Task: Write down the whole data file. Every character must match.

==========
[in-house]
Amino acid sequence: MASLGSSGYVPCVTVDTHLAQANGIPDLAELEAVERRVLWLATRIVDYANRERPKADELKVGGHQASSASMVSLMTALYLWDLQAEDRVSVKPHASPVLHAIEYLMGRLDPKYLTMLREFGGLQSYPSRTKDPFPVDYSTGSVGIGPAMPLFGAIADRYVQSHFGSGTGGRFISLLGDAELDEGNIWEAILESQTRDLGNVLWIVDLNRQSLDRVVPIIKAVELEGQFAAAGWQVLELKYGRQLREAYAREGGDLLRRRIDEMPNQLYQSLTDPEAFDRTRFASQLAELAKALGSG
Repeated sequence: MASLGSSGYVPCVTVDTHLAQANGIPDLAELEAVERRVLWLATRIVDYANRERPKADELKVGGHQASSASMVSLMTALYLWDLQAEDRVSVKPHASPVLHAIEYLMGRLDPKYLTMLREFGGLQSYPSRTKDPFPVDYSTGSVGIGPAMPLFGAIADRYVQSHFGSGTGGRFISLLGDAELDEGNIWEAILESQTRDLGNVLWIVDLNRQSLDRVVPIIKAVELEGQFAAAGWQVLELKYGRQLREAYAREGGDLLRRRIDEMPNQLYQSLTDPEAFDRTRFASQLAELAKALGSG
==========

[in-house]
Amino acid sequence: MASLGSSGYVPCVTVDTHLAQANGIPDLAELEAVERRVLWLATRIVDYANRERPKADELKVGGHQASSASMVSLMTALYLWDLQAEDRVSVKPHASPVLHAIEYLMGRLDPKYLTMLREFGGLQSYPSRTKDPFPVDYSTGSVGIGPAMPLFGAIADRYVQSHFGSGTGGRFISLLGDAELDEGNIWEAILESQTRDLGNVLWIVDLNRQSLDRVVPIIKAVELEGQFAAAGWQVLELKYGRQLREAYAREGGDLLRRRIDEMPNQLYQSLTDPEAFDRTRFASQLAELAKALGSG
Repeated sequence: MASLGSSGYVPCVTVDTHLAQANGIPDLAELEAVERRVLWLATRIVDYANRERPKADELKVGGHQASSASMVSLMTALYLWDLQAEDRVSVKPHASPVLHAIEYLMGRLDPKYLTMLREFGGLQSYPSRTKDPFPVDYSTGSVGIGPAMPLFGAIADRYVQSHFGSGTGGRFISLLGDAELDEGNIWEAILESQTRDLGNVLWIVDLNRQSLDRVVPIIKAVELEGQFAAAGWQVLELKYGRQLREAYAREGGDLLRRRIDEMPNQLYQSLTDPEAFDRTRFASQLAELAKALGSG